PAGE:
Without actually seeing how you're doing the tests, I can make some generalizations to get you started. Since the TPS is usually the easiest one to get to, measure its three voltages. Normal is a 5.0 volt feed, 0.2 volts on the ground wire, and 0.5 to 4.5 volts on the signal wire, depending on throttle position. That signal voltage range is approximate. If you find 0.3 to 3.8 volts for example, that's fine. The point is it has mechanical stops to prevent it from going all the way to 0.0 or 5.0 volts. Those two voltages trigger fault codes. With an open ground wire you will find 5.0 volts on all three terminals. By the way, those readings must be taken with the sensor plugged in, not disconnected.
If you do find 5.0 volts on the ground wire you need to do the same tests on those other sensors that share a common ground wire, but it sounds like you did that already. That will tell you whether the break is in the wire for just one sensor or it's in a part they all have in common. Given that you have three codes at the same time, that says the problem is in a part they all have in common.
Next is to measure that voltage at the computer. It sounds like that's where you think was the bad connection and you replaced that terminal, but that circuit actually goes THROUGH the computer's circuitry, then to ground on one of the computer's ground wires. Those are the ones you need to check. There will always be at least two ground wires, and often there's four. The "signal" ground wire is for small-current items like those sensors. The "power" ground wires are for high-power devices like injectors, ignition coils, and relays. If both circuits shared a single ground wire, a very tiny amount of resistance in the wire or its connection would result in a voltage drop pulsing in time with the current flow that's pulsing in the injectors and coils. Those voltage drops are insignificant to those circuits but are a real big deal to sensor readings. That's why they use different ground wires.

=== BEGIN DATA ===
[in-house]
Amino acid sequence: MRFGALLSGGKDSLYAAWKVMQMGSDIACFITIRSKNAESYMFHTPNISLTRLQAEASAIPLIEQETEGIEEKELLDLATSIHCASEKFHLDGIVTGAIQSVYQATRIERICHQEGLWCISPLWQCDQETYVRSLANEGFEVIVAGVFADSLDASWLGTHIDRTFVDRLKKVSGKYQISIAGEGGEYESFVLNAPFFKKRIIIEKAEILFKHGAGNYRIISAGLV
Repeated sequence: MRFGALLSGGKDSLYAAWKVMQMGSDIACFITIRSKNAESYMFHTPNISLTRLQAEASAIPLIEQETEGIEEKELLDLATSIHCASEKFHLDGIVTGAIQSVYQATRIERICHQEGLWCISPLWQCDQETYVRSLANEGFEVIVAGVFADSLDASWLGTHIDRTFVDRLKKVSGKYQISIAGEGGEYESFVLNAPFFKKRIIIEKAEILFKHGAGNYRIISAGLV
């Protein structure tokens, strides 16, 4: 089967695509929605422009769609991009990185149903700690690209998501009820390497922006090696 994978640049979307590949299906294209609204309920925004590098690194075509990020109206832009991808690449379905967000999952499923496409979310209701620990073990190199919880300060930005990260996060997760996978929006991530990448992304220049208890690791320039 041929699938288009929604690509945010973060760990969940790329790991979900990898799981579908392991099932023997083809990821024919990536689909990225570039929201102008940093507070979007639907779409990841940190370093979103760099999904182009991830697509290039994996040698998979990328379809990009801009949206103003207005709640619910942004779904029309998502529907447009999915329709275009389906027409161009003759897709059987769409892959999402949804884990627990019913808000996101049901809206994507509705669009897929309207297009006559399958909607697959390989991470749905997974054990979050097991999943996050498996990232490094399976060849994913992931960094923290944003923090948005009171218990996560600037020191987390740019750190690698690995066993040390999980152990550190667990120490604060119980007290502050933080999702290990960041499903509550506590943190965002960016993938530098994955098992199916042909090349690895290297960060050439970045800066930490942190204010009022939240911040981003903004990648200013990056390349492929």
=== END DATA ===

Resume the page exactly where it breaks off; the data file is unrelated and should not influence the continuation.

On some cars, two signal ground wires are just in parallel so if one is cut, the other one still works. On some cars the two ground wires are for different sensors and both have to be working. Measure the voltages on all of the ground wires.
One more point to be aware of is you can not run a new ground wire from the sensors to the engine block or body. That 0.2 volts I mentioned earlier on the ground wire is proof that the computer is seeing current flow through it and it knows it's okay. It will set a fault code if it sees 0.0 volts on that wire.
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Tuesday, January 8th, 2013 AT 1:52 AM